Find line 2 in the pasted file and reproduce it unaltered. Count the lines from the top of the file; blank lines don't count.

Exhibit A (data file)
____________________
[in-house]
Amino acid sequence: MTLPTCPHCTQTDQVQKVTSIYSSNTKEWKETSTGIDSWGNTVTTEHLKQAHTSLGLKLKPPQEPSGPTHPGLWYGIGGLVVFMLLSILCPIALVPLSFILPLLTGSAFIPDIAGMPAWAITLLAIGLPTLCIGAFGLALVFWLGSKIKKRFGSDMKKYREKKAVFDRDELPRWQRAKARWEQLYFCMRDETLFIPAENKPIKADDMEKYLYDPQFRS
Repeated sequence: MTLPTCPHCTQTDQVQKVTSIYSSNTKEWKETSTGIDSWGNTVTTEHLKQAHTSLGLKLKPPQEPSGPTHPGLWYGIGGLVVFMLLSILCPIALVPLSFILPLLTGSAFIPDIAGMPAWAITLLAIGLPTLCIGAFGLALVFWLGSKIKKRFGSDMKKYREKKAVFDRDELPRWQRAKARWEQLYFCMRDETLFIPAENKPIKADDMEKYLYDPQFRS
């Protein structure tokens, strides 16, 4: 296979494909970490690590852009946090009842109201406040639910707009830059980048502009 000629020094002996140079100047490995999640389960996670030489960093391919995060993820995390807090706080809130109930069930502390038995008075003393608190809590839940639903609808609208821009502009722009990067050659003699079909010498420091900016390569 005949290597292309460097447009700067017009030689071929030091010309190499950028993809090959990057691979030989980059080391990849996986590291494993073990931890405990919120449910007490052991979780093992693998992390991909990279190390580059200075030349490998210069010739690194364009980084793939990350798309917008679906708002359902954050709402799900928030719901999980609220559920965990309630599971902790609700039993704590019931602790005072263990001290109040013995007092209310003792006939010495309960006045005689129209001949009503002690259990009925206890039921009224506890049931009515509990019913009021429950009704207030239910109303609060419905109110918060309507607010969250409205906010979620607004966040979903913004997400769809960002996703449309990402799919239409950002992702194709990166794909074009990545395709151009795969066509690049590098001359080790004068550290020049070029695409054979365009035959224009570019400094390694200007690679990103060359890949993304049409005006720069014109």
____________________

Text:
Amino acid sequence: MTLPTCPHCTQTDQVQKVTSIYSSNTKEWKETSTGIDSWGNTVTTEHLKQAHTSLGLKLKPPQEPSGPTHPGLWYGIGGLVVFMLLSILCPIALVPLSFILPLLTGSAFIPDIAGMPAWAITLLAIGLPTLCIGAFGLALVFWLGSKIKKRFGSDMKKYREKKAVFDRDELPRWQRAKARWEQLYFCMRDETLFIPAENKPIKADDMEKYLYDPQFRS